Charcuterie boards used to be overwhelming to me because there are literally infinite options. As someone who is already a little scatter-brained, walking into the fancy-cheese section in the deli and being bombarded with hundreds of options is super overwhelming. Which cheeses should I pick? I can only pick FOUR?? And there are rules about hard, soft, stinky, mellow? What even?

What I ended up doing for a very long time was going in with no plan, and waaay over buying. I’d walk out of the store with way more cheese than I needed for my party. And often I bought visually, meaning I bought the cheeses that were “cute”: adorable round rinds that look like they came fresh from a French dairy farm. There is nothing wrong with cute cheese, but often that meant I was buying 4 different kinds of Triple Cream cheese and nothing else.

Assortment of nice triple cream cheeses in packaging arranged on a wooden display board.

All of these cheeses are adorable and look like they belong on a board right? I mean come on, look at that red checkered paper and wooden box. The problem is that they all serve the same purpose: all these cheeses are mild and soft. They serve as a buttery, fatty compliment to whatever you pair it with. This is DELICIOUS, but you only need one like this on your board.

Rules for an amazing charcuterie board

Here is a basic overview of what you need to know. I’ve got all the details below, so don’t freak out thinking of all the options! My recipe below tells you EXACTLY what to do if you are a beginner.

  • You need a variety of types of cheese: at least 1 soft, 1 hard, 1 tangy. Variety of cheese, in my opinion, is more important than anything else.
  • I tell people this whenever they start gushing about a board I’ve created: the main thing that’s impressive about a charcuterie board is that there is SO MUCH FOOD. It doesn’t matter what the food is, if you keep piling it on and adding MORE, it’s going to look very colorful and impressive. My goal is to cover every part of the board so you can’t see the wood anymore. But guys, that’s just my style! It doesn’t have to be that way. There are plenty of amazing boards that are more minimal. But if you have a big party, watch as people’s eyes pop out of their heads when they see the giant mound of food you have on your board. It’s so fun!
  • Variety is everything when it comes to making your board feel special.
  • Choose what you like. Don’t buy ANYTHING if you don’t think your guests will eat it. This trumps every other “rule” for charcuteries.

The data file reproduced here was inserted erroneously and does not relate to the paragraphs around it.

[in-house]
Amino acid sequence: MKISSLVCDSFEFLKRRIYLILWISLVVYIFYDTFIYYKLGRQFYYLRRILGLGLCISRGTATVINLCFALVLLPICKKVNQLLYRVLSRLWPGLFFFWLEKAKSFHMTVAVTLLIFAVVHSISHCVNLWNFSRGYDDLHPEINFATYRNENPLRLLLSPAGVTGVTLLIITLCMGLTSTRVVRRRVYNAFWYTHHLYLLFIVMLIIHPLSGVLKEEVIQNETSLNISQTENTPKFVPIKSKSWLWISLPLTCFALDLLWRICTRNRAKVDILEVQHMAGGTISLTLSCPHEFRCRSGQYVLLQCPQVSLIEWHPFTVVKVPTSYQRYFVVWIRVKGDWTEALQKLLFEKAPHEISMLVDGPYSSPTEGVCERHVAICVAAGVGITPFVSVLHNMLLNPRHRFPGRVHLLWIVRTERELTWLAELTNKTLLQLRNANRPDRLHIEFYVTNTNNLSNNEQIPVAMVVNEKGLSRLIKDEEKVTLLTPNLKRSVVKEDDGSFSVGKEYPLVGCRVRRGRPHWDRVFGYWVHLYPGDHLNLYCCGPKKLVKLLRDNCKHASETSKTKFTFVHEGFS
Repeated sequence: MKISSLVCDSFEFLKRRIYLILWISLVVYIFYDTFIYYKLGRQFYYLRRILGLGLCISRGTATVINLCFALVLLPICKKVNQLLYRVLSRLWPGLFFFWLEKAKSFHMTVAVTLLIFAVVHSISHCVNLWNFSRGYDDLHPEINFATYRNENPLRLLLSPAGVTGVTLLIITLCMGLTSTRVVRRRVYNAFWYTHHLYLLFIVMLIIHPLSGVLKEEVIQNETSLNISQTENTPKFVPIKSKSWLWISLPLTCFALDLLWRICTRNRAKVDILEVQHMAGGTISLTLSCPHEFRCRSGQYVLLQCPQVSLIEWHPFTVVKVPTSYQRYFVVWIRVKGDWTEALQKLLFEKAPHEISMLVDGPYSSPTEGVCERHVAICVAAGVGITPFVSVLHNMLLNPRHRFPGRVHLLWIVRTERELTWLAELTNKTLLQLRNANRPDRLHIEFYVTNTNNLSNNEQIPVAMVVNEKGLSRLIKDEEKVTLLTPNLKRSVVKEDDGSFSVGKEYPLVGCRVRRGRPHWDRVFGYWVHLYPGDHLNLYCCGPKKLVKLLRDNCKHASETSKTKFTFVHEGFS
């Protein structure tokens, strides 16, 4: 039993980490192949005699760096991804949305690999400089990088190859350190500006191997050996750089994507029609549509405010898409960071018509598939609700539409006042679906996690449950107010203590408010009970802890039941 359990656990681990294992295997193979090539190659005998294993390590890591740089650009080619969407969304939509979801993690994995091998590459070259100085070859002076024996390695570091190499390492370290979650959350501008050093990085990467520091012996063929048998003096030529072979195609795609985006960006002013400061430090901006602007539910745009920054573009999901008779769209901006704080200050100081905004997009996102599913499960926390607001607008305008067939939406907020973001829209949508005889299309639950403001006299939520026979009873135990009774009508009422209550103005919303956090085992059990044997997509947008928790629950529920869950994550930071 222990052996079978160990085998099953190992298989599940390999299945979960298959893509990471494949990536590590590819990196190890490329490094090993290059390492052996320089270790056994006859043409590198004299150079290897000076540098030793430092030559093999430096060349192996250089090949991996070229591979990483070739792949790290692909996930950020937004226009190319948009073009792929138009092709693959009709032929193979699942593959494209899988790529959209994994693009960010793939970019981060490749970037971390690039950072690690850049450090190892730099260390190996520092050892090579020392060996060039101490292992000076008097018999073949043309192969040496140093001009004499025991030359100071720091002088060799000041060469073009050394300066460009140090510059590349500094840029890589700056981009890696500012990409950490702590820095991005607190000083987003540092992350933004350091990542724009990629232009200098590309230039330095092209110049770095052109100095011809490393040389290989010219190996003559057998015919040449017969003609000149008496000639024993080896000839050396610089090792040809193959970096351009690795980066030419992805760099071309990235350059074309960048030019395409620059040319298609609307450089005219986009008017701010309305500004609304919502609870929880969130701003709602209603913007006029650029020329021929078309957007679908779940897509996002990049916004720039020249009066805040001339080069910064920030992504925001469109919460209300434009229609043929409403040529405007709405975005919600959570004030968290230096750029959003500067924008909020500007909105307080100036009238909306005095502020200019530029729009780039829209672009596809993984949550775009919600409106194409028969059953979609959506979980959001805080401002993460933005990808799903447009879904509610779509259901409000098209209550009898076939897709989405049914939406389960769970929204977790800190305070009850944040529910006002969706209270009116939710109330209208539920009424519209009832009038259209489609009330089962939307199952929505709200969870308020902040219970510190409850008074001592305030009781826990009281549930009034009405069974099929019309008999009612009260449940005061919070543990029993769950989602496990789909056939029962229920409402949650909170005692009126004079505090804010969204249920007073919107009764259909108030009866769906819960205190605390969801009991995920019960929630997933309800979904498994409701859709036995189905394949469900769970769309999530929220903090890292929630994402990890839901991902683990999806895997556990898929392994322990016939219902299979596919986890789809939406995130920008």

food on a wooden board ready to eat, like meats, cheese, carrots, jam, etc.

Meat is optional

Meat is tasty but optional! Seriously! People care more about the cheese than the meat. I said what I said guys. Fight me if you want. I have put together SO many charcuterie boards where hardly any of the meat was eaten.

Charcuterie spread out on a wood table.

This was the first board I ever tried to build, for a Christmas party back in…2018? I got SO confused and befuddled at the store and ended up buying way too much. And SO much meat leftover!

I know, no meat technically makes it a “cheese board” and not charcuterie, but go ahead and explain this to your guests and watch as their eyes roll into the back of their head from boredom over this technicality.

Not everyone feels meat is optional, though. One time a couple years ago my sister-in-law realized I didn’t have any cold cuts for the board and she actually went off to the store to get some. I thought it was so funny! Know your audience I guess! But most of all, choose what YOU like.

Also, people will eat more meat if your charcuterie is serving as a light meal rather than as an appetizer to a main course.

Your board is nothing without the sauce

A choice of fun and interesting jams, sauces, and savory spreads absolutely MAKE a charcuterie board. Don’t skimp in this area.

On that note: having even just one homemade item makes your board really special. It’s ALWAYS the star of the board. Here are some of my favorites to serve with a charcuterie board:

pears, chimichurri, mandarin, peppers, and cheese on a charcuterie board.

Tips for the best charcuterie board: variety

The key to a great charcuterie board is providing an assortment of options that lends itself to mixing flavors to create an endless amount of delicious combinations.

  • Provide a few different types of crackers and bread. Make them bite size so people don’t have to use plates. (Unless you want them to.)
  • Make sure to choose a variety of ingredients based on texture: crispy, soft, chewy.
  • Have something spicy and something sweet
  • Serve cheese room temperature; it’s more flavorful than cold cheese. Get it out of the fridge about a half hour before serving.

Find a nice store to shop at. This is not a hole-in-the-wall moment.

  • Do your shopping at a grocery store that is fancy enough that it has an olive bar. What’s an olive bar? read this conversation about Olive bars, wtf? for a good laugh. (“You can take my olives when you pry them from my salty, oily fingers!!”) An Olive bar is just what it sounds like: a variety of olives and other pickled-y type things that you can package up yourself and pay for by weight. They are SO good and have fresh, high quality ingredients. You will always find something great for your board at the deli olive bar.